Selective Formatting in Searches

by Allen Wyatt
(last updated November 29, 2014)

Word includes a powerful find and replace feature that can be used to find all sorts of information and then replace it with equal aplomb. One thing you cannot do, however, is to search for information that has "mixed formatting" within it. For instance, you cannot search for the character X in regular typeface followed by the character Y in a monospace typeface.

There are, of course, ways around this, provided you are willing to use macros to do your work. For instance, your macro could do the following:

  1. Search for the next instance of XY.
  2. When found, examine the instance to determine if the desired formatting is present.
  3. If not, start over at step 1.

This approach, while easy to create, has only a limited utility. Since step 2 would need to be "hard coded" into the macro, going through the trouble of changing the macro to accommodate the formatting needs would only be of value if you have quite a few instances of XY that you are looking for.

WordTips is your source for cost-effective Microsoft Word training. (Microsoft Word is the most popular word processing software in the world.) This tip (1552) applies to Microsoft Word 97, 2000, 2002, and 2003.

Author Bio

Allen Wyatt

With more than 50 non-fiction books and numerous magazine articles to his credit, Allen Wyatt is an internationally recognized author. He is president of Sharon Parq Associates, a computer and publishing services company. ...

MORE FROM ALLEN

Understanding Outlining in Word

Remember when you needed to create outlines for your writing when you were in school? Word includes outlining ...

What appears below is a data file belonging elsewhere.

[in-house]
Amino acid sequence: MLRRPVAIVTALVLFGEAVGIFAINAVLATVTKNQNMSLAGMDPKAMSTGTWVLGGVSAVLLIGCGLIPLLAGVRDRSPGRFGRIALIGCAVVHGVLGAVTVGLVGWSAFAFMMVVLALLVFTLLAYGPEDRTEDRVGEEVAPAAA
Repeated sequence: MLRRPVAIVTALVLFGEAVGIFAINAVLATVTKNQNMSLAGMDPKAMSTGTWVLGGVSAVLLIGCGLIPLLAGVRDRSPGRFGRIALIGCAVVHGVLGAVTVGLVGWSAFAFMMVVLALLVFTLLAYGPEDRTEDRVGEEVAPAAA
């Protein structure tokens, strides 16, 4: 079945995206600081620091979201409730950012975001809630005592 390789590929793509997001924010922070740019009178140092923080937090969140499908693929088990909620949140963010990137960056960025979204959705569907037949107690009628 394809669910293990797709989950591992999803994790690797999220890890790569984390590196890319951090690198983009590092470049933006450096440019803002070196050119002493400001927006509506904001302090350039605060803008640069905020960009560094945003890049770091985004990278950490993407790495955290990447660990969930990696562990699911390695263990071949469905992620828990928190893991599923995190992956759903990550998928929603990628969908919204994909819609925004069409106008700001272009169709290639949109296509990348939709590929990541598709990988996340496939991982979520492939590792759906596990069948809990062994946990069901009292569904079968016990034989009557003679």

Discover More

Getting Rid of Choppiness in Justified Text

Justified text doesn't always produce the best-looking results. Here's how to avoid some of the choppiness that can occur.

Discover More

Creating Default Formatting for Workbooks and Worksheets

Not satisfied with the way that default workbooks and worksheets look in Excel? You can easily create your own defaults ...

Discover More

Comprehensive VBA Guide Visual Basic for Applications (VBA) is the language used for writing macros in all Office programs. This complete guide shows both professionals and novices how to master VBA in order to customize the entire Office suite for their needs. Check out Mastering VBA for Office 2010 today!

More WordTips (menu)

Saving Find and Replace Operations

Want to repeat the same Find and Replace operation over and over again? Here are a couple of ways you can improve your ...

Discover More

Copying Found Items to a New Document

Word allows you to use its searching capabilities to easily find multiple items in a document. What if you want to copy ...

Discover More

Searching for Multi-Byte Hex Codes

Need to find a character for which you only know the hex code? There are a few ways you can search for the information, ...

Discover More
Subscribe

FREE SERVICE: Get tips like this every week in WordTips, a free productivity newsletter. Enter your address and click "Subscribe."

View most recent newsletter.

Comments

If you would like to add an image to your comment (not an avatar, but an image to help in making the point of your comment), include the characters [{fig}] in your comment text. You’ll be prompted to upload your image when you submit the comment. Maximum image size is 6Mpixels. Images larger than 600px wide or 1000px tall will be reduced. Up to three images may be included in a comment. All images are subject to review. Commenting privileges may be curtailed if inappropriate images are posted.

What is 6 + 8?

There are currently no comments for this tip. (Be the first to leave your comment—just use the simple form above!)


This Site

Got a version of Word that uses the menu interface (Word 97, Word 2000, Word 2002, or Word 2003)? This site is for you! If you use a later version of Word, visit our WordTips site focusing on the ribbon interface.

Newest Tips
Subscribe

FREE SERVICE: Get tips like this every week in WordTips, a free productivity newsletter. Enter your address and click "Subscribe."

(Your e-mail address is not shared with anyone, ever.)

View the most recent newsletter.